"He's more Capital Region than I am," Kindlon said. 

Bartlett said he weighed the flight risk against Hussain's local ties and decided to set the bail at $225,000 cash or $450,000 bond.

Hussain's team had a bail bondsman present and were prepared to make bail, but Mallery argued there should be a hearing to determine the source of Hussain's money. She said Hussain was operating three limousine companies at the time of the crash, one that owned the company's credit cards, one that owned its internet service and third that owned the vehicles. She said she has witness testimony alleging that Hussain operated a cash business, including paying his employees in cash. She said she has reason to doubt the legitimacy of the sources of Hussain's money.

Tacopina said that unless Mallery was making an argument that the source of Hussain's funds is a criminal enterprise, something he hasn't be charged with, the court should reject her request for a bail source hearing.

Mallery withdrew her request for a "bail source hearing."

"At this time, I want to protect the witnesses," Mallery said.

Tacopina asked that the court allow Hussain's experts to gain access to the damaged limousine, which they have not been able to do up until now. Mallery did not object to the access and the court granted it.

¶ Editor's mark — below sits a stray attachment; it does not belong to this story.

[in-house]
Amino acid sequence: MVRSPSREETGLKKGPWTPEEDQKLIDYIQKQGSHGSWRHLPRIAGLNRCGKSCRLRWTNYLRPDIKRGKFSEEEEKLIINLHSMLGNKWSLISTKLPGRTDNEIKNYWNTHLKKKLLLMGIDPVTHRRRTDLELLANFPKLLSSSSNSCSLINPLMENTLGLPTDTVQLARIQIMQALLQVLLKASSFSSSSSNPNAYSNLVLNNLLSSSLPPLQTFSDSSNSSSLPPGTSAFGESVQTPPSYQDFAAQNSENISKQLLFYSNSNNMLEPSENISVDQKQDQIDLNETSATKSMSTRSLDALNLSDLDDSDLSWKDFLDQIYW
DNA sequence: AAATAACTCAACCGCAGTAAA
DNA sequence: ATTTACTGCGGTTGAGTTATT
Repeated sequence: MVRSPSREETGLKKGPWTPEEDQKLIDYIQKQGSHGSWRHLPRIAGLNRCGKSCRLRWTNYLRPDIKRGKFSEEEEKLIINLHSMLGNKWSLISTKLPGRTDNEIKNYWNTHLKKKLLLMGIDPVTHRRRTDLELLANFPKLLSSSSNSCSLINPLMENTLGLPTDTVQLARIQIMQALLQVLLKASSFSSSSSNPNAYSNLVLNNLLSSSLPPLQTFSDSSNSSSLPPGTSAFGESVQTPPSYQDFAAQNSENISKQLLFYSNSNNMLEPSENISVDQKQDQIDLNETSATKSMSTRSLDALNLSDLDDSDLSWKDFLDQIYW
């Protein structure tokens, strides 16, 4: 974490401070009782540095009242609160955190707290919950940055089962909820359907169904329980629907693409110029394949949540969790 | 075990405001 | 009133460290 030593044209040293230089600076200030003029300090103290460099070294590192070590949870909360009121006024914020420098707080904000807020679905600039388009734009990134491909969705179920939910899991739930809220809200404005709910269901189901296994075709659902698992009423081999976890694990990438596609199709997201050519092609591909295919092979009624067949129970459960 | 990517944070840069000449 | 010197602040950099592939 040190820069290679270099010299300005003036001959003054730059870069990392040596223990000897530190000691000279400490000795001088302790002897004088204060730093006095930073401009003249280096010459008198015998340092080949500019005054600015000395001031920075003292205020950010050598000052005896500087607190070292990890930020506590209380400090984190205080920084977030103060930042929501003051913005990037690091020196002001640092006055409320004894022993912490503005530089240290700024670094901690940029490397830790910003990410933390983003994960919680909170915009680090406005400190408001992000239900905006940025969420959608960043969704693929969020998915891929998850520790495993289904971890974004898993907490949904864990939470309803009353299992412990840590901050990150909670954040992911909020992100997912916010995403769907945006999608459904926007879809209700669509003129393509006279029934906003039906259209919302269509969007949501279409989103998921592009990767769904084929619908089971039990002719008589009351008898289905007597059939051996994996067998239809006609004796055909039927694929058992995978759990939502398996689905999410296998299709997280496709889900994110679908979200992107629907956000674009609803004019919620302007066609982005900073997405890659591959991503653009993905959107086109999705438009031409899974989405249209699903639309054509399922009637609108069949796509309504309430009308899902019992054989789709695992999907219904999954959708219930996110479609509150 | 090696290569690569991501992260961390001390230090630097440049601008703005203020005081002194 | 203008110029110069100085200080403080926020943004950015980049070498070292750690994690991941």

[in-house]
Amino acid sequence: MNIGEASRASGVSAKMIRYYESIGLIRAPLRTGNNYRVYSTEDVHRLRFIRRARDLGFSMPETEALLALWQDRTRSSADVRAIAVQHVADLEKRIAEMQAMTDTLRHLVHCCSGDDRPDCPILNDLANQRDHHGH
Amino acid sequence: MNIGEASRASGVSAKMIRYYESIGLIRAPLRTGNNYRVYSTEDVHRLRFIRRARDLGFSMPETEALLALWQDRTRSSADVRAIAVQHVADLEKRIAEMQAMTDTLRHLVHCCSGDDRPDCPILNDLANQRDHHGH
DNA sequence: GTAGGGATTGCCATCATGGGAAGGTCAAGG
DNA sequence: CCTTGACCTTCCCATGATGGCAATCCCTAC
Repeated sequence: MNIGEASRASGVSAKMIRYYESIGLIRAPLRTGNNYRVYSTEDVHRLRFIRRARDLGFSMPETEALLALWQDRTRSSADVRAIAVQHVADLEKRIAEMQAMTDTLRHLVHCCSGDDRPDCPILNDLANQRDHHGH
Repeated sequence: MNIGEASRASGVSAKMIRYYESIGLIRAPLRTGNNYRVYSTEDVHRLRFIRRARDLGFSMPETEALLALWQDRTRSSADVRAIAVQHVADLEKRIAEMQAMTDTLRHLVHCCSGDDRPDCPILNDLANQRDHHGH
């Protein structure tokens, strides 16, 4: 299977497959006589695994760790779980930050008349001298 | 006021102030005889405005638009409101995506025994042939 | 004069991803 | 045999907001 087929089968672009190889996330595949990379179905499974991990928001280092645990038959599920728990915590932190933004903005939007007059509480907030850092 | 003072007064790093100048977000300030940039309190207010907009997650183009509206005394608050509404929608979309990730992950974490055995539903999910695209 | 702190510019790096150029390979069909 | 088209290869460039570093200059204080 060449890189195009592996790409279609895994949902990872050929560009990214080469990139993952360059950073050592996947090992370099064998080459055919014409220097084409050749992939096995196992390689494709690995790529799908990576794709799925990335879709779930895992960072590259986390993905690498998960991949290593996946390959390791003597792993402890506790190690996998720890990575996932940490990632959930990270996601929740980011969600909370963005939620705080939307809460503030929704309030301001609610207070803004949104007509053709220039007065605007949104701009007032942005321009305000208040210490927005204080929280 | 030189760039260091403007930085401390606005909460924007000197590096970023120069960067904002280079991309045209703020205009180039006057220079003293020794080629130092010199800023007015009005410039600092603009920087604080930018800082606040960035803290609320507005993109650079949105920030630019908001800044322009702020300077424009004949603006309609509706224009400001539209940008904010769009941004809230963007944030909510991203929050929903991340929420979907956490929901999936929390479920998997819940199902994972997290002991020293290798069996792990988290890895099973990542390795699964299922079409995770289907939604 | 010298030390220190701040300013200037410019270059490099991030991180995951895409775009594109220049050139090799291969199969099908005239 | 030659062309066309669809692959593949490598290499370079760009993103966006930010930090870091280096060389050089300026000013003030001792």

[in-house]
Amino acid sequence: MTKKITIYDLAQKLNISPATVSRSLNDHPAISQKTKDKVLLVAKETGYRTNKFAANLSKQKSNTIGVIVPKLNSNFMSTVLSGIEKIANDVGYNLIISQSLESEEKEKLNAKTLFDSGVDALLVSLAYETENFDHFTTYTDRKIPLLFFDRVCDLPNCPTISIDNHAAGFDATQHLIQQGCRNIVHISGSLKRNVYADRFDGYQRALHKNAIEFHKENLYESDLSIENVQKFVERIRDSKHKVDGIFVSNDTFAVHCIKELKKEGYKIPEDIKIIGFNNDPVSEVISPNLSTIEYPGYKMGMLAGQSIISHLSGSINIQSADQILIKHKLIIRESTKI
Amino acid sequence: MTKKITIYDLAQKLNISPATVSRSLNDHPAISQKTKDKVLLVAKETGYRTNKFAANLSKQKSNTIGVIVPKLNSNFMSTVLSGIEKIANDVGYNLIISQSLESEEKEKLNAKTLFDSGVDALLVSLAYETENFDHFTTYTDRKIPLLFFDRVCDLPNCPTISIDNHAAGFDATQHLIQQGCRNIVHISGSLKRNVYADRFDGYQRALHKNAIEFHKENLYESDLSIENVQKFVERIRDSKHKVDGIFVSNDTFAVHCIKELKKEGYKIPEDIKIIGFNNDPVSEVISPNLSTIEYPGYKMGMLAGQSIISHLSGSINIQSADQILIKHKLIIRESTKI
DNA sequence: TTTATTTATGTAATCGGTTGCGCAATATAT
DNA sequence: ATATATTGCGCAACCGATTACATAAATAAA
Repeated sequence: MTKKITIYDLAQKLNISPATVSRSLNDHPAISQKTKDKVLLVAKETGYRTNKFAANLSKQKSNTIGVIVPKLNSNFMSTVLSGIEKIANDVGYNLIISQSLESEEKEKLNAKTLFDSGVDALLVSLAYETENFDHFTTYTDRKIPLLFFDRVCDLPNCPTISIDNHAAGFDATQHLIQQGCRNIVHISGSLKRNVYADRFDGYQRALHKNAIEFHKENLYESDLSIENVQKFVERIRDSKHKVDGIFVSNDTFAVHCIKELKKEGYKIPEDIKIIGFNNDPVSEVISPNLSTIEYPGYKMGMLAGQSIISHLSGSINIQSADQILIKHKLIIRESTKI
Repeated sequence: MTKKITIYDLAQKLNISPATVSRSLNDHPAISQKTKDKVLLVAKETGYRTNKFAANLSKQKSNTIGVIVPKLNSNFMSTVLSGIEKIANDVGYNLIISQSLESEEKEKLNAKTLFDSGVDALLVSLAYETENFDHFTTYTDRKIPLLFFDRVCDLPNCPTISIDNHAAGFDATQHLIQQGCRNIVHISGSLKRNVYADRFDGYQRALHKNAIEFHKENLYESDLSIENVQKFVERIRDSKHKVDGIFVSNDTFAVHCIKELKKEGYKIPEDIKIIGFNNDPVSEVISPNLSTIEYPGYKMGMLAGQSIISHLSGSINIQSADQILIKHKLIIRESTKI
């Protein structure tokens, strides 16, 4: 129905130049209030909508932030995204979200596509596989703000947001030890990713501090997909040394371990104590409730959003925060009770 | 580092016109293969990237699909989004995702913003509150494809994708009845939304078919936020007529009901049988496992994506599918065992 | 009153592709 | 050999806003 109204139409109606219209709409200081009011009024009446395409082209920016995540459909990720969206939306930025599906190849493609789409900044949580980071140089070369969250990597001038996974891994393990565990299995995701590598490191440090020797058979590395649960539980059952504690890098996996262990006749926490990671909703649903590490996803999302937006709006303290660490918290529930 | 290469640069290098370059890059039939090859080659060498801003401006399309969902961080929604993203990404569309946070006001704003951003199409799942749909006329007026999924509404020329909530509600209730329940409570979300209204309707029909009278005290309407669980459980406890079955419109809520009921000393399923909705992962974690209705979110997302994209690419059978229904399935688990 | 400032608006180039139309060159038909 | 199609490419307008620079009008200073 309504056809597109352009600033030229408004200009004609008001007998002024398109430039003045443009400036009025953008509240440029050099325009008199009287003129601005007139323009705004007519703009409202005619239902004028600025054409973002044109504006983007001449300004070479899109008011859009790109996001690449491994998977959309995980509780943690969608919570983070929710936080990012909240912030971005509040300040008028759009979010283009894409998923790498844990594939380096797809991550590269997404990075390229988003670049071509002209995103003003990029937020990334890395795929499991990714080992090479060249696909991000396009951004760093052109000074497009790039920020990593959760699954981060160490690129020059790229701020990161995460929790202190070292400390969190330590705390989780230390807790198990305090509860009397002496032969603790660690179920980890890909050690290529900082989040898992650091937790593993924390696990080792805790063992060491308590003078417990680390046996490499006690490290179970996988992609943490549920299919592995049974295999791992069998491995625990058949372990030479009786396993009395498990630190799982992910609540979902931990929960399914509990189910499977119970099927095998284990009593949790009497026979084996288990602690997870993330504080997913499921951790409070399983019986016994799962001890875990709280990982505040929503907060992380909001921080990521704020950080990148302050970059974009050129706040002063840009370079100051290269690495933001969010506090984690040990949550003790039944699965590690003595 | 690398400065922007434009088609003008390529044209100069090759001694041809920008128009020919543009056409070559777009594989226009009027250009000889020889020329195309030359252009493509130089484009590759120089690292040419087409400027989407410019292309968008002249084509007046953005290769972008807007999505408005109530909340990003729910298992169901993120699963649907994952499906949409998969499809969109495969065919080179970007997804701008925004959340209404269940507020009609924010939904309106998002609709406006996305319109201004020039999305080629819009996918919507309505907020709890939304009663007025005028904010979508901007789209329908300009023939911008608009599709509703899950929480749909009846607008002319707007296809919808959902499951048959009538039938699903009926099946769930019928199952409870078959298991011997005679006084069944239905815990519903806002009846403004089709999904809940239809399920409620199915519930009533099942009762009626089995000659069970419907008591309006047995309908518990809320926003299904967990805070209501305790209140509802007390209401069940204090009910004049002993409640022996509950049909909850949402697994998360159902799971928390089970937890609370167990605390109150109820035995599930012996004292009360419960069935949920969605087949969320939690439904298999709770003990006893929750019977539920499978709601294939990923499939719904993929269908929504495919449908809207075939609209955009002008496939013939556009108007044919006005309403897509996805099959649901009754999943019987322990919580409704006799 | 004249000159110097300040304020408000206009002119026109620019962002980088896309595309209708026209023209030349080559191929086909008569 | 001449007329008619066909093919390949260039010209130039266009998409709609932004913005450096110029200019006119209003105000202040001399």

The court also set the motion schedule and trail date for Hussian. 

Defense motions will be due to the court June 5, responses to those motions will be due June 19, decisions by the court to those pretrial motions will be made July 17 at 11 a.m., a pretrial court hearing will be held Aug. 14 at  9:30 a.m. and the trial date has been set for Sept. 16 at 9 a.m. 

 

View Comments
Hide Comments
0 premium 1 premium 2 premium 3 premium article articles remaining SUBSCRIBE TODAY
Thank you for reading. You have reached your 30-day premium content limit.
Continue to enjoy Daily Gazette premium content by becoming a subscriber or if you are a current print subscriber activate your online access.